Copyright
Copyright © 2007 American Medical Association. All Rights Reserved.
ISSN
0003-987X
eISSN
1538-3652
DOI
10.1001/archderm.143.3.426
pmid
17372116
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Abstract

Report of a Case A 65-year-old multiparous white woman was referred to our clinic with a large erythematous lesion on the vulva featuring partially pigmented areas. The case history revealed that the patient had been aware of the lesion for about 1 year and that the lesion had been treated unsuccessfully for some time with topical corticosteroid therapy following diagnosis as eczema. The lesion had grown progressively larger, causing troublesome itching. On clinical examination, an erythematous lesion, approximately 3 × 2 cm, was found on the right labium minor and also involving the base of the clitoris. The lesion was asymmetric with irregular and ill-defined borders. Partial pigmentation was irregularly located, with gray-blue color at the periphery. The lesion was barely palpable, with slightly raised borders (Figure 1). Dermoscopic examination revealed the presence of telangiectasias and blue ovoid nests, which, in the absence of melanocytic dermoscopic parameters such as pigmented network, brown globules, and pseudopods, allowed us to formulate the diagnosis of basal cell carcinoma (BCC) (Figure 2). Figure 1. View LargeDownload Vulvar basal cell carcinoma also involving the base of the clitoris, erroneously treated for about 1 year with corticosteroids and antibiotics. Figure 2. View LargeDownload Dermoscopic examination revealed the presence of telangiectasias and blue ovoid nests. The units indicated by the scale are centimeters. During dermoscopy, the lesion's margins, not usually well definable by naked eye examination in this site, were marked off. The lesion was surgically removed about 1 cm from the margins previously marked. The histopathologic features were consistent with a diagnosis of BCC, multifocal superficial type. All margins of excision were free of disease. The postoperative course was uneventful, and the patient was clinically free of disease at her recent follow-up 1 year after treatment. Comment Basal cell carcinoma of the vulva, an anatomic site not exposed to sunlight, is not as rare an occurrence as is generally believed: it accounts for about 2% of all BCCs diagnosed in a recent study by our research group.1 In the vulvar area, BCC is characterized by poor pigmentation and a clinical appearance often mimicking other dermatologic abnormalities like eczema or psoriasis. The correct diagnosis is often delayed after inappropriate treatment for inflammatory or infectious dermatoses has been attempted, thus allowing the neoplasm to grow (average size, 2.1 cm; ulceration in 28% of cases). Vulvar neoplasias like BCC, squamous cell carcinoma, and melanoma are usually diagnosed late, and their presentations may vary clinically from macules to papules and nodules of varying color. The dominant symptom itself, itching, often induces both patient and physician to dismiss the complaint as a simple irritation or intertrigo.1-3 In these cases, the use of dermoscopy may improve the early diagnosis of mucosal neoplasias and thus play a role in the preoperative classification of these lesions,2,4,5 but its use has been limited so far because little is known about the dermoscopic features of lesions of the vulva. Researchers in our group have already described the dermoscopic characteristics of vulvar melanoses of melanoma and seborrheic keratoses, common benign pigmented lesions of the vulva that frequently mimic melanoma in this site.2,4,5 In our experience, the dermoscopic features of vulvar BCC are the same as those of the cutaneous forms. In particular, in this case we found telangiectasias and typical blue ovoid nests. The absence of dermoscopic parameters of melanocytic proliferation allowed us to formulate a diagnosis of BCC. In our case, an early and correct diagnosis would have limited the excision, thus sparing the clitoris. Dermoscopy can also be more useful than the naked eye in outlining the margins of excision, as in our case. However, owing to the particular vascularization of this specific anatomic region, the typical vascular pattern of BCC can be confused with the abundant blood vessels normally found in this area. Thus, at the current state of experience, delimitation with another method (such as imiquimod or fluorouracil cream) can be more selective than dermoscopy to avoid neoplastic involvement of the excision margins. Histopathologic examination reveals involved margins in 25% of cases subjected to excisional biopsy, and a second surgical procedure is then required.1 This is owing to the difficult demarcation of the lesion's margins, since this particular site is frequently and exclusively erythematous. Correspondence: Dr de Giorgi, Department of Dermatology, University of Florence, Via degli Alfani, 37-50121 Firenze, Italy (vdegi@tin.it or vincenzo.degiorgi@unifi.it). Financial Disclosure: None reported. References 1. de Giorgi VSalvini CMassi DRaspollini MRCarli P Vulvar basal cell carcinoma: retrospective study and review of literature. Gynecol Oncol 2005;97192- 194PubMedGoogle ScholarCrossref 2. de Giorgi VMassi DSalvini CMannone FCattaneo ACarli P Thin melanoma of the vulva: a clinical, dermoscopic-pathologic case study. Arch Dermatol 2005;1411046- 1047PubMedGoogle Scholar 3. de Giorgi VMassi DLotti T Basal cell carcinoma. N Engl J Med 2006;354769- 771PubMedGoogle ScholarCrossref 4. Carli PDe Giorgi VCattaneo AGiannotti B Mucosal melanosis clinically mimicking malignant melanoma: noninvasive analysis by epiluminescence microscopy. Eur J Dermatol 1996;6434- 436Google Scholar 5. Mannone FDe Giorgi VCattaneo AMassi DDe Magnis ACarli P Dermoscopic features of mucosal melanosis. Dermatol Surg 2004;301118- 1123PubMedGoogle Scholar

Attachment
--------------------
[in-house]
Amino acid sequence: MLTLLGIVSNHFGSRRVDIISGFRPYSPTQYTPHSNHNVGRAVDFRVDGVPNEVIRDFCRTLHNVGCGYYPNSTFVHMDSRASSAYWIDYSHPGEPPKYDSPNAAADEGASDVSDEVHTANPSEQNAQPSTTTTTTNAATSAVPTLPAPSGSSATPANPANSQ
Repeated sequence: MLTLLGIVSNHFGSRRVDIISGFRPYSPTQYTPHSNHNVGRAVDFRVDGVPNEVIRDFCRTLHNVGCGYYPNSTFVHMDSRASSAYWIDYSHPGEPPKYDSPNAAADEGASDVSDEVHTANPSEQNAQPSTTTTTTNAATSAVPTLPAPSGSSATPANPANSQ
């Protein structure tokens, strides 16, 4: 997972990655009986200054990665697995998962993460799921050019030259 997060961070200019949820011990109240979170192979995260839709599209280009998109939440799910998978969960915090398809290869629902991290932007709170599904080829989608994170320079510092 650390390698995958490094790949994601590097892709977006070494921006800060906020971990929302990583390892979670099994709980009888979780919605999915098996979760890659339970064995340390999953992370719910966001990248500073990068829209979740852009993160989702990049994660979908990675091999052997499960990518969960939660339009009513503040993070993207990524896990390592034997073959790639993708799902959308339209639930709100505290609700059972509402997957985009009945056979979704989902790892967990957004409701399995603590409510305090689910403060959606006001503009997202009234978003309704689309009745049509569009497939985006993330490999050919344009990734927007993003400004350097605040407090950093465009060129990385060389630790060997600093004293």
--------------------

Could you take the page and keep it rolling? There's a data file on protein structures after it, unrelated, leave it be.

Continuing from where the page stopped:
Journal

Archives of DermatologyAmerican Medical Association

Published: Mar 1, 2007

References